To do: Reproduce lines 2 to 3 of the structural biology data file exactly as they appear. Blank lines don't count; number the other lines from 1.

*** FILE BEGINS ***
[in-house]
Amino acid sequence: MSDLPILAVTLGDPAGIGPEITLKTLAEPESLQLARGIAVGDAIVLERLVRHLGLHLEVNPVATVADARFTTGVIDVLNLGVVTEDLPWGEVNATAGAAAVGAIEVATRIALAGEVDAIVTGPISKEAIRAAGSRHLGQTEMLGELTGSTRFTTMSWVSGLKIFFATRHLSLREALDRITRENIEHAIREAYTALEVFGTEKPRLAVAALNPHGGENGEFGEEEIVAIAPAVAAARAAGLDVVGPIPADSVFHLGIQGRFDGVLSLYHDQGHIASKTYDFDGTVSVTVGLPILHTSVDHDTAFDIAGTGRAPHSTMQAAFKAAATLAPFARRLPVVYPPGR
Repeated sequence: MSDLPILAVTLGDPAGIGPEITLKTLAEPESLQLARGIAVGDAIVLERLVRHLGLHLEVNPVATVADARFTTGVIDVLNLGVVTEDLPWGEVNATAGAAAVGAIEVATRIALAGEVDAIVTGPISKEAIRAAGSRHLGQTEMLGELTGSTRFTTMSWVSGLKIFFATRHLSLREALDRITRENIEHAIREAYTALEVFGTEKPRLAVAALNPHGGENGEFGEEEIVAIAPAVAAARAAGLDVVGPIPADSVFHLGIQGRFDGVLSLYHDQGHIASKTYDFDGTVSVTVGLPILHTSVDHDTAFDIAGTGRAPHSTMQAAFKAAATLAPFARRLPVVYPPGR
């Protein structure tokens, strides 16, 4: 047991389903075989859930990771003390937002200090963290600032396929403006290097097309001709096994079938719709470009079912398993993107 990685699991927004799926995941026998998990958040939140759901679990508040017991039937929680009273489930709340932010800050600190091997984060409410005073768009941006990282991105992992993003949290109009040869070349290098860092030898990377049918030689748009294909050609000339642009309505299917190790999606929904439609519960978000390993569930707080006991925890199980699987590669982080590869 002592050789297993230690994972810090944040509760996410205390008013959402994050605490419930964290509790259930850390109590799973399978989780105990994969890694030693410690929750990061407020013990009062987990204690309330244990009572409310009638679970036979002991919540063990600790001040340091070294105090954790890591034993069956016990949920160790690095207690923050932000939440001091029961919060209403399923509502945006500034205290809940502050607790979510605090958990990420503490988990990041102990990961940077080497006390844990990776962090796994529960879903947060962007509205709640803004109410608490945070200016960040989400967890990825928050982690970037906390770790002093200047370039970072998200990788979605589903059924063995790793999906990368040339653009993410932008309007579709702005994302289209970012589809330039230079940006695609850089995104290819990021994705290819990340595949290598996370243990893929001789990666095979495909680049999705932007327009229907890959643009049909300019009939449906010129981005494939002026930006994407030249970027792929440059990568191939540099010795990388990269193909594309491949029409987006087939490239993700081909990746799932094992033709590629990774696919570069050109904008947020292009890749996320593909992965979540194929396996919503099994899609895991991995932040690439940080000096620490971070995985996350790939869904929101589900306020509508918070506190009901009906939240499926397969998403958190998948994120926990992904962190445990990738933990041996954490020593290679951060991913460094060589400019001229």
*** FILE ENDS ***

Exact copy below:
Amino acid sequence: MSDLPILAVTLGDPAGIGPEITLKTLAEPESLQLARGIAVGDAIVLERLVRHLGLHLEVNPVATVADARFTTGVIDVLNLGVVTEDLPWGEVNATAGAAAVGAIEVATRIALAGEVDAIVTGPISKEAIRAAGSRHLGQTEMLGELTGSTRFTTMSWVSGLKIFFATRHLSLREALDRITRENIEHAIREAYTALEVFGTEKPRLAVAALNPHGGENGEFGEEEIVAIAPAVAAARAAGLDVVGPIPADSVFHLGIQGRFDGVLSLYHDQGHIASKTYDFDGTVSVTVGLPILHTSVDHDTAFDIAGTGRAPHSTMQAAFKAAATLAPFARRLPVVYPPGR
Repeated sequence: MSDLPILAVTLGDPAGIGPEITLKTLAEPESLQLARGIAVGDAIVLERLVRHLGLHLEVNPVATVADARFTTGVIDVLNLGVVTEDLPWGEVNATAGAAAVGAIEVATRIALAGEVDAIVTGPISKEAIRAAGSRHLGQTEMLGELTGSTRFTTMSWVSGLKIFFATRHLSLREALDRITRENIEHAIREAYTALEVFGTEKPRLAVAALNPHGGENGEFGEEEIVAIAPAVAAARAAGLDVVGPIPADSVFHLGIQGRFDGVLSLYHDQGHIASKTYDFDGTVSVTVGLPILHTSVDHDTAFDIAGTGRAPHSTMQAAFKAAATLAPFARRLPVVYPPGR